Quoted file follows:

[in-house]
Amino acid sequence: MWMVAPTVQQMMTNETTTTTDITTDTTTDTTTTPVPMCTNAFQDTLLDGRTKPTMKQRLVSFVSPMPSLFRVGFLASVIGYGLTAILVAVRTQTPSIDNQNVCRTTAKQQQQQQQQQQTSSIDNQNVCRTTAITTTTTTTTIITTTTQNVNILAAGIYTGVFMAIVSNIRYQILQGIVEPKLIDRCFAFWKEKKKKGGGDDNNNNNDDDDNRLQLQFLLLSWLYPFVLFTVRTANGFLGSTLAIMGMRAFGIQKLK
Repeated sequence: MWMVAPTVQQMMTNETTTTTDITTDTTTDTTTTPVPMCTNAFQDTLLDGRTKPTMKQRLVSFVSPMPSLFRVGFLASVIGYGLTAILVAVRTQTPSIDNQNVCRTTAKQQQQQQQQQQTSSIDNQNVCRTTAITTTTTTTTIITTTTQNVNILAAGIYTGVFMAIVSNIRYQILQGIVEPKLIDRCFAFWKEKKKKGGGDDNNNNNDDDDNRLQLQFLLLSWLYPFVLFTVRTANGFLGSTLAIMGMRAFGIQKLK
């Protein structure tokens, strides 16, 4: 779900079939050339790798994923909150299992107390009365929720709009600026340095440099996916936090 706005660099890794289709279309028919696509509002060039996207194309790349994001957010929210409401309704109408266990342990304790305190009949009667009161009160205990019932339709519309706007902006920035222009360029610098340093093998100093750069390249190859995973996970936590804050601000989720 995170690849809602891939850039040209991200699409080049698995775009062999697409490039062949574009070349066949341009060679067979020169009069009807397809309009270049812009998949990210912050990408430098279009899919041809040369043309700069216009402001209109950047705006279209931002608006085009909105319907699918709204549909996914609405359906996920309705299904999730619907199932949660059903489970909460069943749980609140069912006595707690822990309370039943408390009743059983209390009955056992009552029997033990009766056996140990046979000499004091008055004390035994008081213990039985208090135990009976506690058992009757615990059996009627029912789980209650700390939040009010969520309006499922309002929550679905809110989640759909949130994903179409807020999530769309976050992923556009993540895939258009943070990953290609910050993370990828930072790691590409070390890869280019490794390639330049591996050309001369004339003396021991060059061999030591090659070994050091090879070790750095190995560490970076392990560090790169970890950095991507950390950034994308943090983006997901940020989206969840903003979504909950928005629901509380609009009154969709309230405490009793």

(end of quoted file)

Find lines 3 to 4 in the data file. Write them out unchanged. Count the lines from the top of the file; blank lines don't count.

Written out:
Repeated sequence: MWMVAPTVQQMMTNETTTTTDITTDTTTDTTTTPVPMCTNAFQDTLLDGRTKPTMKQRLVSFVSPMPSLFRVGFLASVIGYGLTAILVAVRTQTPSIDNQNVCRTTAKQQQQQQQQQQTSSIDNQNVCRTTAITTTTTTTTIITTTTQNVNILAAGIYTGVFMAIVSNIRYQILQGIVEPKLIDRCFAFWKEKKKKGGGDDNNNNNDDDDNRLQLQFLLLSWLYPFVLFTVRTANGFLGSTLAIMGMRAFGIQKLK
């Protein structure tokens, strides 16, 4: 779900079939050339790798994923909150299992107390009365929720709009600026340095440099996916936090 706005660099890794289709279309028919696509509002060039996207194309790349994001957010929210409401309704109408266990342990304790305190009949009667009161009160205990019932339709519309706007902006920035222009360029610098340093093998100093750069390249190859995973996970936590804050601000989720 995170690849809602891939850039040209991200699409080049698995775009062999697409490039062949574009070349066949341009060679067979020169009069009807397809309009270049812009998949990210912050990408430098279009899919041809040369043309700069216009402001209109950047705006279209931002608006085009909105319907699918709204549909996914609405359906996920309705299904999730619907199932949660059903489970909460069943749980609140069912006595707690822990309370039943408390009743059983209390009955056992009552029997033990009766056996140990046979000499004091008055004390035994008081213990039985208090135990009976506690058992009757615990059996009627029912789980209650700390939040009010969520309006499922309002929550679905809110989640759909949130994903179409807020999530769309976050992923556009993540895939258009943070990953290609910050993370990828930072790691590409070390890869280019490794390639330049591996050309001369004339003396021991060059061999030591090659070994050091090879070790750095190995560490970076392990560090790169970890950095991507950390950034994308943090983006997901940020989206969840903003979504909950928005629901509380609009009154969709309230405490009793």